Left-Right Coalition Urges Electric Deregulation

In the mid-1980s William W. Berry, president of Dominion Energy predecessor Vepco, championed the cause of deregulating electricity markets. He proposed breaking the electricity industry into separate components: generation, transmission, and retail distribution. Only retail electric lines, he suggested, were a “natural” monopoly. Berry’s vision, which was never fully executed in Virginia, bore strong similarities to the proposals outlined today by the Virginia Energy Reform Coalition (VERC).

VERC, a coalition of free-market, environmental and anti-poverty groups, is calling for a massive restructuring of Virginia’s system of regulated electric utilities. The existing monopoly structure is “broken,” argued a series of speakers at a noon press conference, because politically powerful utilities utilize campaign contributions and their lobbying clout to advance their interests in the General Assembly at the expense of the public.

That argument has been heard frequently from Dominion’s foes on the Left side of the ideological spectrum. And indeed, Clean Virginia, which has promised to contribute to any Virginia legislator who spurns Dominion money, is a member of the group. But Clean Virginia and other long-time Dominion foes were joined by representatives of conservative and libertarian groups such as FreedomWorks, the Reason Foundation, R Street, and the Virginia Institute for Public Policy.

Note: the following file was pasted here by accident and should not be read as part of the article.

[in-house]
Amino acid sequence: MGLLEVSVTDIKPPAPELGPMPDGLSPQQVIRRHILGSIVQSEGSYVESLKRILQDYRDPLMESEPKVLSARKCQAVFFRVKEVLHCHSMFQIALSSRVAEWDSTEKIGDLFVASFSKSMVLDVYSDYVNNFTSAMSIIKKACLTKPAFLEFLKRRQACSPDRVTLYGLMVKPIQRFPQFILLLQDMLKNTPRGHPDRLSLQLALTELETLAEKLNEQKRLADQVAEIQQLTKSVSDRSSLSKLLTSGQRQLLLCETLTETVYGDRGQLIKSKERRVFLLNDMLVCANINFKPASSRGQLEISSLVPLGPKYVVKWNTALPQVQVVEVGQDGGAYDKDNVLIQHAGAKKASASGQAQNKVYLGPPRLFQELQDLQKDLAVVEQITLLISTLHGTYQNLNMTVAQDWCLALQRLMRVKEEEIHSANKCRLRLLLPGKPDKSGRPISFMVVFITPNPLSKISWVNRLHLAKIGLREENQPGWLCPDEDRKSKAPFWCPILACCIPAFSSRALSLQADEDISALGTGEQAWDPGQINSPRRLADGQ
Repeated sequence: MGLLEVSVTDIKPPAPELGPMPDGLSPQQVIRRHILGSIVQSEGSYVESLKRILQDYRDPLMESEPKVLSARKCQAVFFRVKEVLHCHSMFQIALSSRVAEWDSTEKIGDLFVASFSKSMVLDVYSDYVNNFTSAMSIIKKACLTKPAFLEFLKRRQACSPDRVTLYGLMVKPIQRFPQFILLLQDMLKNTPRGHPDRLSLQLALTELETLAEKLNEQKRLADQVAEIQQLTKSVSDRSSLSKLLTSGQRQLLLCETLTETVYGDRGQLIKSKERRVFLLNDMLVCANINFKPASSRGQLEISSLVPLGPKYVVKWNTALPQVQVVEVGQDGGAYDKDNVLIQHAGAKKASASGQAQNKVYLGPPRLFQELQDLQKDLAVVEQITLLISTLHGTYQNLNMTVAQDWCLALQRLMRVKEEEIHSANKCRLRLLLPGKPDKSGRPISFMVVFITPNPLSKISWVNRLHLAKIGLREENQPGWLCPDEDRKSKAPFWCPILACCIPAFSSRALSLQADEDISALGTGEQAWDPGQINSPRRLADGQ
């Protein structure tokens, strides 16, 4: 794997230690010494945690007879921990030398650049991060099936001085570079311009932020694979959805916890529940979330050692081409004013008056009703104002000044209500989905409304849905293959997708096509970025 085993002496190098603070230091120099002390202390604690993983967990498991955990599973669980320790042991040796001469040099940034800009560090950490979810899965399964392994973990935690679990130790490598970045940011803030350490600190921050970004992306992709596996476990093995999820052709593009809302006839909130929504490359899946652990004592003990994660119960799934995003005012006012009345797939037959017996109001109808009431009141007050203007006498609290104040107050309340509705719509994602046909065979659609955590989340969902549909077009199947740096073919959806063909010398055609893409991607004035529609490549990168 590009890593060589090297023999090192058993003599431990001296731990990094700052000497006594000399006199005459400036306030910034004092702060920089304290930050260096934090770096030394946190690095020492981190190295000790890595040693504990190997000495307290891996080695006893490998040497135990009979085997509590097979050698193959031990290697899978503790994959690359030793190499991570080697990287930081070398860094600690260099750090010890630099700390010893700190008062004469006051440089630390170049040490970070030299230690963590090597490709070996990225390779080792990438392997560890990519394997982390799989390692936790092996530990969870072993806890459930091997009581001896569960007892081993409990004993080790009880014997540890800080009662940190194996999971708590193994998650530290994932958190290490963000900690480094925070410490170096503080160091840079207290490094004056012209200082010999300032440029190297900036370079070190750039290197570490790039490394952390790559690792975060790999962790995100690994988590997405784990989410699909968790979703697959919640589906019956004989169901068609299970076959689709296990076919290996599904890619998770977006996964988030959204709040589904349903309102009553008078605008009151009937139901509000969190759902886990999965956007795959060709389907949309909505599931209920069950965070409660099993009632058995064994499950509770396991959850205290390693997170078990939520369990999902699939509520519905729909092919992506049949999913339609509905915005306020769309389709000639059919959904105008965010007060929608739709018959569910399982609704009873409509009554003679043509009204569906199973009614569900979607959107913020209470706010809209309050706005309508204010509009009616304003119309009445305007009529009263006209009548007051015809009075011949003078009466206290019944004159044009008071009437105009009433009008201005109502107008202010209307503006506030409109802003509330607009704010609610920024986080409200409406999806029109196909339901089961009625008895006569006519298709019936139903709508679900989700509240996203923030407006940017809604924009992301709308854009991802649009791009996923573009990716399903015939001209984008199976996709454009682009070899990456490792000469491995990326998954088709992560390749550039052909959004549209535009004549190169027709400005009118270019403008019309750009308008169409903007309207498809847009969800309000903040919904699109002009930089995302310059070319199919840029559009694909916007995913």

The coalition proposes opening up Virginia to competition in generation and transmission (moving bulk electricity long distances on high-voltage wires) while allowing utilities to continue to owning and maintaining the retail grid (lower-capacity distribution wires that reach individual customers). However, the distribution monopolies would be managed by independent operators, and earnings would be based on performance, not how much capital the utility invested.

“As energy technology rapidly changes we need a modernized electricity market to incorporate those changes to improve reliability, especially for the grid, and provide more options for consumers,” said Adrian Moore, vice president of policy for the Reason Foundation.

Dominion responded that deregulation would be a step backward for Virginia. “Californians left with skyrocketing electric bills and in the dark from rolling blackouts following deregulation proved that all too well,” said Rayhan Daudani, manager-media relations for Dominion Energy.

Customers in deregulated states pay electric rates that are 40% higher on average than in Virginia, Daudani said in an email communication. “Virginia customers get a great value. We keep our costs low, while our reliability remains high. Our residential Virginia customers pay a bill 35% below the average of mid-Atlantic and northeastern states.”